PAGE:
Forces work­ing in Pa. for cli­mate change so­lu­tions

Times Chronicle & Public Spirit - - OPINION -

Rain, rain go away: We’re not sug­gest­ing a drought, but af­ter a week of more drench­ing down­pours, a bal­anced weather pat­tern would be nice.

Which brings us back to our dis­cus­sion of cli­mate change. And be­fore you stop read­ing, take a mo­ment to learn about a pos­i­tive move­ment un­der­way in our re­gion and in Penn­syl­va­nia.

On a re­cent hu­mid Wed­nes­day evening with a heavy rain in­ter­rup­tion, more than 90 peo­ple packed a clean en­ergy fo­rum at West Ch­ester Univer­sity. The event was spon­sored by Pen­nEn­vi­ron­ment and WCU and fea­tured area leg­isla­tive lead­ers to pro­mote clean en­ergy so­lu­tions and sup­port leg­is­la­tion that would tran­si­tion Penn­syl­va­nia to 100 per­cent re­new­able en­ergy.

The state cur­rently ranks 18 out of all fifty states for so­lar elec­tric­ity gen­er­a­tion, 19th for wind elec­tric­ity gen­er­a­tion, 11th for ef­fi­ciency, 15th for num­ber of elec­tric ve­hi­cles sold, and 8th for in­crease in bat­tery stor­age, ac­cord­ing to a re­port re­leased by Pen­nEn­vi­ron­ment on July 25, the day of the fo­rum.

But of to­tal en­ergy con­sump­tion, only 2.7 per­cent comes from wind and so­lar gen­er­a­tion, rank­ing Penn­syl­va­nia 34th in the coun­try.

Progress is be­ing made, but there’s a long way to go.

The re­cent fo­rum fea­tured pre­sen­ta­tions by state Sen. Andy Din­ni­man, D-19 Dist.; state Rep. Carolyn Comitta, D156th Dist.; West Ch­ester Mayor Dianne Her­rin, and West Ch­ester Univer­sity Di­rec­tor of Sus­tain­abil­ity Bradley Flamm. Din­ni­man and Comitta told the stand­ing-room-only crowd about leg­is­la­tion on which they are co-spon­sors that would re­quire Penn­syl­va­nia to tran­si­tion to 100 per­cent re­new­able en­ergy by 2050.

“As Penn­syl­va­ni­ans, we have a con­sti­tu­tion­ally-pro­tected right to ‘clean air, pure wa­ter and the preser­va­tion of the nat­u­ral, scenic, his­toric and es­thetic val­ues of the en­vi­ron­ment.’ We must con­tinue to as­sert our­selves in de­fend­ing and sup­port­ing those rights,” said Din­ni­man.

A coali­tion of nearly 150 groups is urg­ing the House and Se­nate to con­sider the leg­is­la­tion, HB2132 and SB1140.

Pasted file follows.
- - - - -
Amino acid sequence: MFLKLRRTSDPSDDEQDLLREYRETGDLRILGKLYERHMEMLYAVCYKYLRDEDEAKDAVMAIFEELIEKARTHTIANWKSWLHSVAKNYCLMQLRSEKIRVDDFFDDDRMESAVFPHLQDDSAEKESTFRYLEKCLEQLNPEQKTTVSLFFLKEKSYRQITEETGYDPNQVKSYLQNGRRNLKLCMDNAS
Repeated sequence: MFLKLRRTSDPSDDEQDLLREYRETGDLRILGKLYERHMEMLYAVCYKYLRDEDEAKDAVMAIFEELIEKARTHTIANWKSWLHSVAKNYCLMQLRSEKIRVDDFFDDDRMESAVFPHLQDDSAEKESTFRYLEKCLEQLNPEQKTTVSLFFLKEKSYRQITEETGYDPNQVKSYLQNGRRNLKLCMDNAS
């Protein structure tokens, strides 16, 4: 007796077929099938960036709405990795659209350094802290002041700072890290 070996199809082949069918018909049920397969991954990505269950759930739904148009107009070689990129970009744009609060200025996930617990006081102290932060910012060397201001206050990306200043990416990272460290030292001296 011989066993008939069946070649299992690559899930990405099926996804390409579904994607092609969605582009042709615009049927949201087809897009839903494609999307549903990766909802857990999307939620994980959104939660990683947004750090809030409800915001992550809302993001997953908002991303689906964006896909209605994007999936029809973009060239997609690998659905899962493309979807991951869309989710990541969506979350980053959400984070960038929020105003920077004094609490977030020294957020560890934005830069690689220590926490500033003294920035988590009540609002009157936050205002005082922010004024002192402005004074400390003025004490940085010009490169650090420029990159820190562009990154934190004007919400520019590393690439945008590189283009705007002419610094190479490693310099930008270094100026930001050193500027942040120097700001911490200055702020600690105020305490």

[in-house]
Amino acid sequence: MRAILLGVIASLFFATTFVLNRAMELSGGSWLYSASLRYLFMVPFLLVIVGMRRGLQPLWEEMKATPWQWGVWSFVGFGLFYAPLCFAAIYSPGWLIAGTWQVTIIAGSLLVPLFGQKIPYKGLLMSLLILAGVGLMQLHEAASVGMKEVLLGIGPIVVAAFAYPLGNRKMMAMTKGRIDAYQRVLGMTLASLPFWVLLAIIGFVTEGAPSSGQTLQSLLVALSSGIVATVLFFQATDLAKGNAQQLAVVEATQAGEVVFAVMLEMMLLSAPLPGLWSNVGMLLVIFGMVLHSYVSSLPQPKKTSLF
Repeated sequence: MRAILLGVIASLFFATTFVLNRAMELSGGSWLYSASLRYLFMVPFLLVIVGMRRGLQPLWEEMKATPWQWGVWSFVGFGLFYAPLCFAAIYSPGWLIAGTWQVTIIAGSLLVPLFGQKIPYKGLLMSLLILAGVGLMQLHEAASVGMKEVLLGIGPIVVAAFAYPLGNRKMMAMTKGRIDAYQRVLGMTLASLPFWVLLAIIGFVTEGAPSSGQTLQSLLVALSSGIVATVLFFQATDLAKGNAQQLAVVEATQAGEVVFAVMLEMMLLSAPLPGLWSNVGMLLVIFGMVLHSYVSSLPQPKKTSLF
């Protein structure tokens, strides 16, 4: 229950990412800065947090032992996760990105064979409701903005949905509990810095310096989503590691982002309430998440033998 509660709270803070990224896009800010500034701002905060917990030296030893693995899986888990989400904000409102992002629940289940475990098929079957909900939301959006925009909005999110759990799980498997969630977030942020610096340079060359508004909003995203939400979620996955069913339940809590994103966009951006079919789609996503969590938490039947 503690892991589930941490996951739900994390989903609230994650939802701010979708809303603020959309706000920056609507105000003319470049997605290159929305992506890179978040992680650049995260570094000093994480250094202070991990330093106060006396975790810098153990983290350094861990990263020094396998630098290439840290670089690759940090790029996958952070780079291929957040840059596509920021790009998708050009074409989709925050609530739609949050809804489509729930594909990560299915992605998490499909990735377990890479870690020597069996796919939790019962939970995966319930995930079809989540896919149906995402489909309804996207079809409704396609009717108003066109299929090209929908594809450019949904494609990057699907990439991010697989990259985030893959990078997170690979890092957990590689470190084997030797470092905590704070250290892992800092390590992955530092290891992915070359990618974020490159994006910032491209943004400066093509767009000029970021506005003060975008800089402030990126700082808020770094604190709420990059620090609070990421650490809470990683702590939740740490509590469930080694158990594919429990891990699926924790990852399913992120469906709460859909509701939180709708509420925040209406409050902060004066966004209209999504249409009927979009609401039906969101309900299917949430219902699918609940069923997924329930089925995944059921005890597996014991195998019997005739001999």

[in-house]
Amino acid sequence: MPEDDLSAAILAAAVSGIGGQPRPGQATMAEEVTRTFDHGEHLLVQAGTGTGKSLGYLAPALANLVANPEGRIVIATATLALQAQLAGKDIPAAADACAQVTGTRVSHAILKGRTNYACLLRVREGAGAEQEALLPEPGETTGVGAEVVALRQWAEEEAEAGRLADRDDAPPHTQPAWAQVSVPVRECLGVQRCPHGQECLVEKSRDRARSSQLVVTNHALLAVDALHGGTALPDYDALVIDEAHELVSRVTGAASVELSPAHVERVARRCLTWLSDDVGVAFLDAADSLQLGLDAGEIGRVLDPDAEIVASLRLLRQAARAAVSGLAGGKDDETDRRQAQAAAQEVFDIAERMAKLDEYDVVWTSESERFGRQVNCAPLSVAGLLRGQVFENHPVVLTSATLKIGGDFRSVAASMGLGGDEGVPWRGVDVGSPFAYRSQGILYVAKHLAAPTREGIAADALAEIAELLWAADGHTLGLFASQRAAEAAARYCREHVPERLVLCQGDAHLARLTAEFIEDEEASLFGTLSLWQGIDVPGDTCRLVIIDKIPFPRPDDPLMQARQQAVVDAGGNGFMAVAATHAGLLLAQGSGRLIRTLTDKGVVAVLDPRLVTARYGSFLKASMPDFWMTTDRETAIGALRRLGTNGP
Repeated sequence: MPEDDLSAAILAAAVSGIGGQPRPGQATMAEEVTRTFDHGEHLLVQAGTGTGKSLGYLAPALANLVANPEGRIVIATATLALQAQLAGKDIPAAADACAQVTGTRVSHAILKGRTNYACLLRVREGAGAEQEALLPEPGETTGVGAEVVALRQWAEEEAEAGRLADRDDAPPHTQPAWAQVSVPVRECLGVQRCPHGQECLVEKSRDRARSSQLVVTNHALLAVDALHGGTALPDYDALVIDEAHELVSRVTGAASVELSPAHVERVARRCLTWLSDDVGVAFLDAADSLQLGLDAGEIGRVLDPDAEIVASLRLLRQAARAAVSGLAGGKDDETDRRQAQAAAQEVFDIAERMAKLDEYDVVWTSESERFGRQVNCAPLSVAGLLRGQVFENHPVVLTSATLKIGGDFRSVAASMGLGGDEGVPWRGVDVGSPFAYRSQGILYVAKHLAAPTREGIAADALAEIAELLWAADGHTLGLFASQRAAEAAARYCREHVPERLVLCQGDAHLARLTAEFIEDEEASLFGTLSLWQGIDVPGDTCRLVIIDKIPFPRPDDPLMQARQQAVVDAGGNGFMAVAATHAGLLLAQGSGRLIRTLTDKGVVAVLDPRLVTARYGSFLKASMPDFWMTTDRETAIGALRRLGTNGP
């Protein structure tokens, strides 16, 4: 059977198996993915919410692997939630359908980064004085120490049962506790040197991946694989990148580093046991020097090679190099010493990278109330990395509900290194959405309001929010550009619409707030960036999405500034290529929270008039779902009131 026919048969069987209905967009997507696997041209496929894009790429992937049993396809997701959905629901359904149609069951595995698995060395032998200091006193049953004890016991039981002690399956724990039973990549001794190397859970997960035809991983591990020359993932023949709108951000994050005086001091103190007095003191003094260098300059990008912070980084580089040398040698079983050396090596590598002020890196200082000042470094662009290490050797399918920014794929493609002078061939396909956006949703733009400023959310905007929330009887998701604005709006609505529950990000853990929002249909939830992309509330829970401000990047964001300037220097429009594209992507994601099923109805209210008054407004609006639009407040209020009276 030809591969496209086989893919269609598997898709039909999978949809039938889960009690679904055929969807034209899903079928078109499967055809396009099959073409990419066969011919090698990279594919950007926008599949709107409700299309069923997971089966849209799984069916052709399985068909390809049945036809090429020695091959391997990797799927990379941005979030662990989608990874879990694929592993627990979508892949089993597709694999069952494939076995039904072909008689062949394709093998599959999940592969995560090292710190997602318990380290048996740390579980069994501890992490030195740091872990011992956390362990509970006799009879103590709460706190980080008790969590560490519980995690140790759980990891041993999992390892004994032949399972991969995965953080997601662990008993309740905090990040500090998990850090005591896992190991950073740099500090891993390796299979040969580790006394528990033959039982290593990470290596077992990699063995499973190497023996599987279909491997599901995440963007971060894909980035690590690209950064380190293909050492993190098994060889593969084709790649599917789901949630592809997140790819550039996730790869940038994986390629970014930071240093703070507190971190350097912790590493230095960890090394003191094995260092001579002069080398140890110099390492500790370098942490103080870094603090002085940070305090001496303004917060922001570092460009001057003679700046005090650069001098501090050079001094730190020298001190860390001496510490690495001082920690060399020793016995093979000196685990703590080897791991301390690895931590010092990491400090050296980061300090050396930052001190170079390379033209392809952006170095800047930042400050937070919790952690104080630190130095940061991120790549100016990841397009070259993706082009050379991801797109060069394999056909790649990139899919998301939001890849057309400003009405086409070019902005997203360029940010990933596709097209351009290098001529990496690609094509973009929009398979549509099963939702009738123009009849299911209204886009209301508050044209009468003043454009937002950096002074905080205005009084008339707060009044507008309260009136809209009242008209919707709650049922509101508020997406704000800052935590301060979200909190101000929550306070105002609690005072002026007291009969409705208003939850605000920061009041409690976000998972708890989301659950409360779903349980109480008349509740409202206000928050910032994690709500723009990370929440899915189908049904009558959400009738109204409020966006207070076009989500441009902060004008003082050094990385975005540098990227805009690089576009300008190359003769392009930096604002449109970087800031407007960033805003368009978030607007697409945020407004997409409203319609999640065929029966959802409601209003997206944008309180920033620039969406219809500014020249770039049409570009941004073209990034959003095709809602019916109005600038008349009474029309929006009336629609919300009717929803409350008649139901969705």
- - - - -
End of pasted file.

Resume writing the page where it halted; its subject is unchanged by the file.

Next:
The sup­port cuts a broad swath of or­ga­ni­za­tions be­yond the ob­vi­ous en­vi­ron­men­tal ac­tivists. The Penn­syl­va­nia Coun­cil of Churches, busi­ness groups, ed­u­ca­tors, and a bi­par­ti­san coali­tion of leg­is­la­tors came out last April when the bills were in­tro­duced, ac­cord­ing to a re­port in Pen­nLive.

“We don’t just have a cli­mate prob­lem. We have a loom­ing cri­sis of eco­nomic strain and weather con­di­tions that are not life-sus­tain­ing,” Her­rin said at the lo­cal fo­rum. “I be­lieve strongly in the power of com­mu­nity to lead the charge to a clean en­ergy econ­omy that will pro­duce good jobs while pro­tect­ing our health and our chil­dren’s fu­ture.”

West Ch­ester is among the mu­nic­i­pal­i­ties that have com­mit­ted to a goal of 100 per­cent re­new­able en­ergy.

Ac­cord­ing to Pen­nEn­vi­ron­ment, Hawaii be­came the first state in the coun­try in 2015 to set a 100 per­cent re­new­able en­ergy re­quire­ment. Sixty-one Amer­i­can cities, in­clud­ing West Ch­ester and Down­ing­town, and uni­ver­si­ties in­clud­ing WCU, have joined the pledge.

Speak­ers at the fo­rum also noted the eco­nomic ben­e­fit to clean en­ergy in Penn­syl­va­nia, de­spite its long stand­ing his­tory in fos­sil fuel ex­trac­tion. The clean en­ergy sec­tor — so­lar, geo­ther­mal and wind power gen­er­a­tion — now pro­vides 85,000 jobs, more than all fos­sil fuel sec­tors com­bined.

In Har­ris­burg, how­ever, there is op­po­si­tion from the nat­u­ral gas in­dus­try as well as the Penn­syl­va­nia Cham­ber of Busi­ness and In­dus­try.

Both groups claim re­new­able en­ergy sources will not be able to fully meet Penn­syl­va­ni­ans’ en­ergy needs bar­ring some sig­nif­i­cant tech­no­log­i­cal break­through, ac­cord­ing to Pen­nLive.

The West Ch­ester fo­rum was one of many events Pen­nEn­vi­ron­ment is hold­ing this sum­mer to raise aware­ness of the need to tran­si­tion from fos­sil fuels to re­new­ables.

The ed­u­ca­tion and leg­isla­tive push by these or­ga­ni­za­tions and law­mak­ers like Din­ni­man and Comitta are two parts of the three-pronged ef­fort to ad­dress cli­mate change.

Also at work is an in­creas­ing push to change con­sumer habits, re­duc­ing use of plas­tics, buying lo­cally grown food, re­cy­cling, com­post­ing and con­vert­ing heat­ing and cool­ing sys­tems to so­lar and geo­ther­mal.

Why not con­sider an elec­tric car for your next ve­hi­cle?

The re­al­ity of cli­mate change is in­escapable, but so­lu­tions are not out of reach.

Ed­u­cat­ing, chang­ing habits and leg­is­lat­ing are forces at work: Join them.

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